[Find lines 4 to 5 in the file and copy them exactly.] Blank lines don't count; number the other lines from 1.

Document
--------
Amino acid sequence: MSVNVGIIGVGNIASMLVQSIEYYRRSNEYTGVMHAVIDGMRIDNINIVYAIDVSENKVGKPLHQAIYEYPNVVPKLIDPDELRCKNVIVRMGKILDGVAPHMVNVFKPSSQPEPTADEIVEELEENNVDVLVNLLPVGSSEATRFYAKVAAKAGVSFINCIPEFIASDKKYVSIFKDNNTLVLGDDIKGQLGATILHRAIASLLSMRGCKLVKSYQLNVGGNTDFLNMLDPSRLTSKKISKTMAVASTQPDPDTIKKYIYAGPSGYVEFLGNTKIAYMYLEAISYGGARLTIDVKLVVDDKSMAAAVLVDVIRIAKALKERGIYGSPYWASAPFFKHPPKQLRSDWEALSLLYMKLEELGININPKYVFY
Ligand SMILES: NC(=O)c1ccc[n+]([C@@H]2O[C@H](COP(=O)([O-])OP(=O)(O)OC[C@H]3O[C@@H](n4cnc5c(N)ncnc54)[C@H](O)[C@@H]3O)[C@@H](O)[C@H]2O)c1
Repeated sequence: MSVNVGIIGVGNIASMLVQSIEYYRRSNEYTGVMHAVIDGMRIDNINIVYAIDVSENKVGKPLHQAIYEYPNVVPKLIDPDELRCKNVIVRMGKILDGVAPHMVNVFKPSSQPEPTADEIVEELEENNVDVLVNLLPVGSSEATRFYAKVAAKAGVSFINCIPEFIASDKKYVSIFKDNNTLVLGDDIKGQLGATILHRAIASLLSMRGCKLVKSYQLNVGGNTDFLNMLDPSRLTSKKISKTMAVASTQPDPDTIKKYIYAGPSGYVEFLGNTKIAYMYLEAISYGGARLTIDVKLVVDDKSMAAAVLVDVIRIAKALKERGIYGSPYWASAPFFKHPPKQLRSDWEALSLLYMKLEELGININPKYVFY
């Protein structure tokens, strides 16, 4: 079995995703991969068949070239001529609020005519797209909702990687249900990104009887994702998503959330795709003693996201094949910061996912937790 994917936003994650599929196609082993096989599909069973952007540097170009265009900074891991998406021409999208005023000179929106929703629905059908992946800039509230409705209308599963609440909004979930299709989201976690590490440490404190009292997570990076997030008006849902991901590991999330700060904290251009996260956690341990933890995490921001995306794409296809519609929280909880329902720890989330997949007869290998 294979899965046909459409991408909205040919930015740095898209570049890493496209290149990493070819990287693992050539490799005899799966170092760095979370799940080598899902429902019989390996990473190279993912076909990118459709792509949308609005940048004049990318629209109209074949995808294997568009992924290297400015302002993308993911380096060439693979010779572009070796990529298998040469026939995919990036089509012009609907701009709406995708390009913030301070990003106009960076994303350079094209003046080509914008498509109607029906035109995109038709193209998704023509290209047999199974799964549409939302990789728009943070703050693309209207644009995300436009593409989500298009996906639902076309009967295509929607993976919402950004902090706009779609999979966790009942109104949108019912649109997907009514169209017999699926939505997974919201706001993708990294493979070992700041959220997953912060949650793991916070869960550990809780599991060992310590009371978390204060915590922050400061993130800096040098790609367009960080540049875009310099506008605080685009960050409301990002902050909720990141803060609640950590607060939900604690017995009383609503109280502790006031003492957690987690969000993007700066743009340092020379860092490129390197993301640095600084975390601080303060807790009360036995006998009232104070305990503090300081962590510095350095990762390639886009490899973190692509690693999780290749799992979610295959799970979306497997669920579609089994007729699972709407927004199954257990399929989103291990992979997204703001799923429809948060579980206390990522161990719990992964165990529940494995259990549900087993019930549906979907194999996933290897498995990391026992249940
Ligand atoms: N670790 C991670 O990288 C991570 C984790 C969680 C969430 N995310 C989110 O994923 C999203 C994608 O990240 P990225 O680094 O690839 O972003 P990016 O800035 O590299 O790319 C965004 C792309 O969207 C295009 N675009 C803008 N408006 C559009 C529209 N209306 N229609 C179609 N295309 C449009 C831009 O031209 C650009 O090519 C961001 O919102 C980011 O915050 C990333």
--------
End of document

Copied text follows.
């Protein structure tokens, strides 16, 4: 079995995703991969068949070239001529609020005519797209909702990687249900990104009887994702998503959330795709003693996201094949910061996912937790 994917936003994650599929196609082993096989599909069973952007540097170009265009900074891991998406021409999208005023000179929106929703629905059908992946800039509230409705209308599963609440909004979930299709989201976690590490440490404190009292997570990076997030008006849902991901590991999330700060904290251009996260956690341990933890995490921001995306794409296809519609929280909880329902720890989330997949007869290998 294979899965046909459409991408909205040919930015740095898209570049890493496209290149990493070819990287693992050539490799005899799966170092760095979370799940080598899902429902019989390996990473190279993912076909990118459709792509949308609005940048004049990318629209109209074949995808294997568009992924290297400015302002993308993911380096060439693979010779572009070796990529298998040469026939995919990036089509012009609907701009709406995708390009913030301070990003106009960076994303350079094209003046080509914008498509109607029906035109995109038709193209998704023509290209047999199974799964549409939302990789728009943070703050693309209207644009995300436009593409989500298009996906639902076309009967295509929607993976919402950004902090706009779609999979966790009942109104949108019912649109997907009514169209017999699926939505997974919201706001993708990294493979070992700041959220997953912060949650793991916070869960550990809780599991060992310590009371978390204060915590922050400061993130800096040098790609367009960080540049875009310099506008605080685009960050409301990002902050909720990141803060609640950590607060939900604690017995009383609503109280502790006031003492957690987690969000993007700066743009340092020379860092490129390197993301640095600084975390601080303060807790009360036995006998009232104070305990503090300081962590510095350095990762390639886009490899973190692509690693999780290749799992979610295959799970979306497997669920579609089994007729699972709407927004199954257990399929989103291990992979997204703001799923429809948060579980206390990522161990719990992964165990529940494995259990549900087993019930549906979907194999996933290897498995990391026992249940
Ligand atoms: N670790 C991670 O990288 C991570 C984790 C969680 C969430 N995310 C989110 O994923 C999203 C994608 O990240 P990225 O680094 O690839 O972003 P990016 O800035 O590299 O790319 C965004 C792309 O969207 C295009 N675009 C803008 N408006 C559009 C529209 N209306 N229609 C179609 N295309 C449009 C831009 O031209 C650009 O090519 C961001 O919102 C980011 O915050 C990333």